William Least Heat-Moon
|William Least Heat-Moon|
William Least Heat-Moon (2008)
|Born||William Lewis Trogdon
August 27, 1939
Kansas City, Missouri
|Ethnicity||English, Irish and Osage ancestry|
|Education||Bachelor's, master's, and Ph.D. degrees in English
Bachelor's degree in photojournalism
|Alma mater||University of Missouri|
|Genres||Deep map travel literature|
|Notable work(s)||Blue Highways|
William Least Heat-Moon, also named William Lewis Trogdon (born August 27, 1939), is an American travel writer of English, Irish and Osage ancestry. He is the author of various bestselling books of topographical U.S. travel writing.
Least Heat-Moon has ancestry of both American Indian and Euro-American lineages. His ancestry is reflected in his names: the Trogdon family name comes from his Euro-American lineage, and the Heat-Moon name reflects his Indian lineage. William's father is Heat-Moon, his elder brother is Little Heat-Moon, and he is thus Least Heat-Moon. Born in Kansas City, Missouri, Least Heat-Moon grew up in Missouri and attended the University of Missouri, where he earned bachelor's, master's, and Ph.D. degrees in English as well as a bachelor's degree in photojournalism. He was a member of the Beta-Theta chapter of Tau Kappa Epsilon. He also served as a professor of English at the university.
Blue Highways, which spent 42 weeks on the New York Times bestseller list in 1982–83, is a chronicle of a three-month-long road trip that Least Heat-Moon took throughout the United States in 1978 after losing his teaching job and separating from his first wife. He tells how he traveled 13,000 miles, as much as possible on secondary roads (which he points out were often drawn on maps in blue, especially in the old-style Rand McNally road atlas), and tried to avoid cities. Living out of his van, he visited small towns such as Nameless, Tennessee; Hachita, New Mexico; and Bagley, Minnesota to find places in America untouched by fast food chains and interstate highways. The book records memorable encounters in roadside cafés as well as his search for something greater than himself.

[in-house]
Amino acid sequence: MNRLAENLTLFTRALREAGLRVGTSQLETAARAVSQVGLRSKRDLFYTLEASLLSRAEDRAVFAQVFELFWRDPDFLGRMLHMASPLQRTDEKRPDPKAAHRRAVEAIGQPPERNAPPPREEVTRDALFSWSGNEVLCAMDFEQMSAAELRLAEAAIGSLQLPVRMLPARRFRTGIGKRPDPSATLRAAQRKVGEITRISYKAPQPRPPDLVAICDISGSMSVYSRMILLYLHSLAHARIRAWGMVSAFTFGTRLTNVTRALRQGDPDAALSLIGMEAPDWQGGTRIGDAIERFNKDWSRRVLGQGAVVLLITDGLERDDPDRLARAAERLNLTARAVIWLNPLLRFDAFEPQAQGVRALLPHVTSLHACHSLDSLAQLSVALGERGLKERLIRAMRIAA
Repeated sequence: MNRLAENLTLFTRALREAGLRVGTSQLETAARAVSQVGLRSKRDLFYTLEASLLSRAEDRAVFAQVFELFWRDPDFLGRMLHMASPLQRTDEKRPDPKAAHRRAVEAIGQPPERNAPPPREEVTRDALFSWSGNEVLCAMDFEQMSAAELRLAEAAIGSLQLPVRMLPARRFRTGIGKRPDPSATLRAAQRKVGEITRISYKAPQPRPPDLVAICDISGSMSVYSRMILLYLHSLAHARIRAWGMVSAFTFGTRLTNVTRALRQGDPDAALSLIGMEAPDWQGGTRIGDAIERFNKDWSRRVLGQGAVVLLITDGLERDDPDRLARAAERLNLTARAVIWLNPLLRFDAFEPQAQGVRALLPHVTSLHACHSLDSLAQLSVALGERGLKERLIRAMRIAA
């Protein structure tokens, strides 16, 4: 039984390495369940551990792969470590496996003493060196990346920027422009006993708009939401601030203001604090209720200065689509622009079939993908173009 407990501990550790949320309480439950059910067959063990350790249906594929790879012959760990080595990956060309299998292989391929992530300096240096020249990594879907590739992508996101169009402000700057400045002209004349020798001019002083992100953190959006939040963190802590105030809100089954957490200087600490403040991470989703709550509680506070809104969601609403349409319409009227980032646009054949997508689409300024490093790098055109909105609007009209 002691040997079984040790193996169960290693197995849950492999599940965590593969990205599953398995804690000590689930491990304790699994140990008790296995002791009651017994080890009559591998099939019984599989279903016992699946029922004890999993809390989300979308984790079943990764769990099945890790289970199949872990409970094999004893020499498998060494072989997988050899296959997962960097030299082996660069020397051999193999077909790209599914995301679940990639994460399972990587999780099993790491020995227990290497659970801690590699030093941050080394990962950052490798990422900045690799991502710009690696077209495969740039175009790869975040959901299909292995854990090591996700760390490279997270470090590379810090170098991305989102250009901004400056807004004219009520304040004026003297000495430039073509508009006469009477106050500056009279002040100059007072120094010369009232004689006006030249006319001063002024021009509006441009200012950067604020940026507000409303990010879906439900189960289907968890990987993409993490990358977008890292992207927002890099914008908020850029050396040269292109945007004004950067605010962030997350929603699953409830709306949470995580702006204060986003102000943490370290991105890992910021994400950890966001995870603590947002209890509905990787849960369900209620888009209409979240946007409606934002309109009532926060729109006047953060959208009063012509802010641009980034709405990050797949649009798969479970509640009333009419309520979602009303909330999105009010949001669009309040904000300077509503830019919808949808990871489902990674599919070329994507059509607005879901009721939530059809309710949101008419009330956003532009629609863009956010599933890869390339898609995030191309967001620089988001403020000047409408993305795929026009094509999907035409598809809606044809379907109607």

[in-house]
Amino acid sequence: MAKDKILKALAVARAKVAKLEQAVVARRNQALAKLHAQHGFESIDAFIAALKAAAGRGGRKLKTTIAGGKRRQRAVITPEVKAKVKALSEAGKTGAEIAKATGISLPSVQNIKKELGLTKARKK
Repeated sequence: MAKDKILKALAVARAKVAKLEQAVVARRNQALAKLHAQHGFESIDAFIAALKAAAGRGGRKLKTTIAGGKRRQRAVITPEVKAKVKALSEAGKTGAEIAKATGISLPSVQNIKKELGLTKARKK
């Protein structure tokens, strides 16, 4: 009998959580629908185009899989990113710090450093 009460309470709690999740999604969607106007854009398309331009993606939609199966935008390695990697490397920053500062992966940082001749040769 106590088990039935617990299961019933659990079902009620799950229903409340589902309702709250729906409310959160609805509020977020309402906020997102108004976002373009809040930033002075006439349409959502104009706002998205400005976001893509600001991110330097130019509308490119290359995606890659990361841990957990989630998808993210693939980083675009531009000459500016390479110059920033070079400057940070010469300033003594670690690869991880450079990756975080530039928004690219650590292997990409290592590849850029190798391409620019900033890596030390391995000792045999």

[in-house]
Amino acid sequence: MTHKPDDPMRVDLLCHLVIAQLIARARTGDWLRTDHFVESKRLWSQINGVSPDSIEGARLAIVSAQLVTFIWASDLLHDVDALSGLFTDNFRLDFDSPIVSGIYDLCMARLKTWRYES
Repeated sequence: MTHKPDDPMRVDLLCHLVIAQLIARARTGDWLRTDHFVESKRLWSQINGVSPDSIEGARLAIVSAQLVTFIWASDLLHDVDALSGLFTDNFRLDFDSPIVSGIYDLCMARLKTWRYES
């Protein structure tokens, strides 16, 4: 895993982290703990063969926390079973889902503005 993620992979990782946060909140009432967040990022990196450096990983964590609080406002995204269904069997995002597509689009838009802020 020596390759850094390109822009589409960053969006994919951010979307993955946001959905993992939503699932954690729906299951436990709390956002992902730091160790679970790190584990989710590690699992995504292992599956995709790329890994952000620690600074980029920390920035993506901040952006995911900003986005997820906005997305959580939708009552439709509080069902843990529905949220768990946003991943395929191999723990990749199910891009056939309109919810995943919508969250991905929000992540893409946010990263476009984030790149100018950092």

River-Horse is an account of a four-month coast-to-coast boat trip across the U.S. in which he traveled almost exclusively on the nation's waterways and retraced Lewis and Clark's frontier exploration.
Columbus in the Americas (2002) is a brief history of Christopher Columbus' journeys.
Roads to Quoz (2008) is another "road book", but it differs in the sense that it is "not one long road trip, but a series of shorter ones" taken over the years between books. Robert Sullivan of the New York Times Book Review commented that Heat-Moon celebrates "serendipity and joyous disorder."
- Blue Highways: A Journey Into America. Fawcett, 1982. ISBN 0-449-21109-6
- The Red Couch: A Portrait of America. With Kevin Clarke and Horst Wackerbarth. Olympic Marketing Corp, 1984. ISBN 0-912383-05-4
- "A Glass of Handmade." The Atlantic, November 1987.
- PrairyErth (A Deep Map). Houghton Mifflin, 1991. ISBN 0-395-48602-5
- River Horse: The Logbook of a Boat Across America. Houghton Mifflin, 1999. ISBN 0-395-63626-4
- Columbus in the Americas (Turning Points in History). Wiley, 2002. ISBN 0-471-21189-3
- Roads to Quoz: An American Mosey. Little, Brown and Company, October 2008, ISBN 978-0-316-11025-9
- Here, There, Elsewhere: Stories from the Road. Little, Brown and Company (January 8, 2013), ISBN 0316110248
- Blue Highways, p. 4.
- Sullivan, Robert (December 14, 2008), "On the Road Again, Again", New York Times Book Review: 8
|Wikiquote has a collection of quotations related to: William Least Heat-Moon|
|Wikimedia Commons has media related to William Least Heat-Moon.|
- 1983, 1984, 1991 Real Audio interviews with William Least Heat-Moon at Wired for Books.org by Don Swaim
- 1 January, 2010 interview with William Least Heat-Moon by Tom Ashbrook for National Public Radio, On Point
- Booknotes interview with Least Heat-Moon on River-Horse: A Voyage Across America, January 16, 2000.
- In Depth interview with Least Heat-Moon, August 7, 2005